It must never be overlooked that Bergman is as persistent a showman as he is a moralist. He is of the theatre, and while I should not want to declare that the one talent is all comic and the other—a preoccupation rather than a talent?—is altogether morose, I would suggest that there is a conflict between the two tendencies, between his desire to entertain and his instinct to preach, and that his masterpieces arise when the tendencies are virtually inseparable, when neither dominates the other, as in The Naked Night, The Magician, and The Virgin Spring. (p. 123)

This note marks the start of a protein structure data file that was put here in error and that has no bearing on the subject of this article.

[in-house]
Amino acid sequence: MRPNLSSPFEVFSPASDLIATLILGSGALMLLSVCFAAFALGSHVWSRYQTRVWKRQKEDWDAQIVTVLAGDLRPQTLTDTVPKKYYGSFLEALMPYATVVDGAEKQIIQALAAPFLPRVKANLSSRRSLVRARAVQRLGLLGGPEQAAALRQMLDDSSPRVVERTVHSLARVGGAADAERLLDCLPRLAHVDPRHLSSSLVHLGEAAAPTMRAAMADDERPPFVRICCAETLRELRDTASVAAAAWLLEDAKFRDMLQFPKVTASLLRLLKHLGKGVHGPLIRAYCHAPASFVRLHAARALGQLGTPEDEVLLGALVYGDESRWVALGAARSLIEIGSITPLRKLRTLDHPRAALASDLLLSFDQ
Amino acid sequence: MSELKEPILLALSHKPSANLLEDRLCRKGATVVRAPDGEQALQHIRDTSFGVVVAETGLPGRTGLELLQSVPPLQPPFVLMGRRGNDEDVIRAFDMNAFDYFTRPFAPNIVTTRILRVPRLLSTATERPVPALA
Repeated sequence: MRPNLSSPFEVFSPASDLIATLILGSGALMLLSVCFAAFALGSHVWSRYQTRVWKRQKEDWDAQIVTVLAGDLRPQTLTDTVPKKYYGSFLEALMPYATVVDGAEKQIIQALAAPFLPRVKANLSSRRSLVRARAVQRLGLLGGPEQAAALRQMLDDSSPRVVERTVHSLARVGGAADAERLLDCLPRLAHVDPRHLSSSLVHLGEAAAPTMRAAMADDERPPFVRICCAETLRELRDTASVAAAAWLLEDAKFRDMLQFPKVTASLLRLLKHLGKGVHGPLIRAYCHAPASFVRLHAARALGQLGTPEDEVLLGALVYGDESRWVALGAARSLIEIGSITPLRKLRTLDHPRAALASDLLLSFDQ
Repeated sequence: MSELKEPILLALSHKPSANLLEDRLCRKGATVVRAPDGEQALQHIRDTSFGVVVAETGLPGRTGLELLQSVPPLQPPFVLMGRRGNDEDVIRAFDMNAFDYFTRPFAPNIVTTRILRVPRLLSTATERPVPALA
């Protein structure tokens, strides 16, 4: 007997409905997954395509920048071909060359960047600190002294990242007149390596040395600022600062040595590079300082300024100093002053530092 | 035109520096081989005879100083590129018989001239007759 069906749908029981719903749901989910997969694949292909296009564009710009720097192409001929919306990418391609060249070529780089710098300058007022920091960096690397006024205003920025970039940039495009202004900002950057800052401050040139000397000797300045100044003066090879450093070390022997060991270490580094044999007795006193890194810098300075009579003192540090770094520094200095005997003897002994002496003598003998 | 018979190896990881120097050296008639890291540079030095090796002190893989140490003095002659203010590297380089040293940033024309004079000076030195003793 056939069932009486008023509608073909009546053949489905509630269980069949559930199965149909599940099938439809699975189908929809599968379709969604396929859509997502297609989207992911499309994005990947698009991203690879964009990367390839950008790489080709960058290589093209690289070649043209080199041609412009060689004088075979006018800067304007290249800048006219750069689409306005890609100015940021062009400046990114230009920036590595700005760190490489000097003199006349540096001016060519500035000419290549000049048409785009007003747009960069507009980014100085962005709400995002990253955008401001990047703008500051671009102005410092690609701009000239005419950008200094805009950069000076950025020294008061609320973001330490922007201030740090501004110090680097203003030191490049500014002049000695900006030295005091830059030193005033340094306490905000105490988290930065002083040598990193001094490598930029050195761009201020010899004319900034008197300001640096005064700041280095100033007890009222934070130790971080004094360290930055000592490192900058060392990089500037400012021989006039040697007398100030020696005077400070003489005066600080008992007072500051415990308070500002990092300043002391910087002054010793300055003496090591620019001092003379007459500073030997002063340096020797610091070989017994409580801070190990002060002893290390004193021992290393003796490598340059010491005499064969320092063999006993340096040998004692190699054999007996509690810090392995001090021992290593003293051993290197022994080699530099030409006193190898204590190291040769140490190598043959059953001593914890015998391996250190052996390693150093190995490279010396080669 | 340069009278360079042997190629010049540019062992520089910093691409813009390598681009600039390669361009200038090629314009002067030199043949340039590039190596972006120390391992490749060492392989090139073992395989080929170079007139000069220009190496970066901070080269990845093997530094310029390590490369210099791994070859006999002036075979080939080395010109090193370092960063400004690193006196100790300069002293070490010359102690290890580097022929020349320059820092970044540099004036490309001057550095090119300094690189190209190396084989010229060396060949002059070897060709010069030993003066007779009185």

One of the most fascinating problems of Bergman's development is his perennial return to the schematic disciplines of a...
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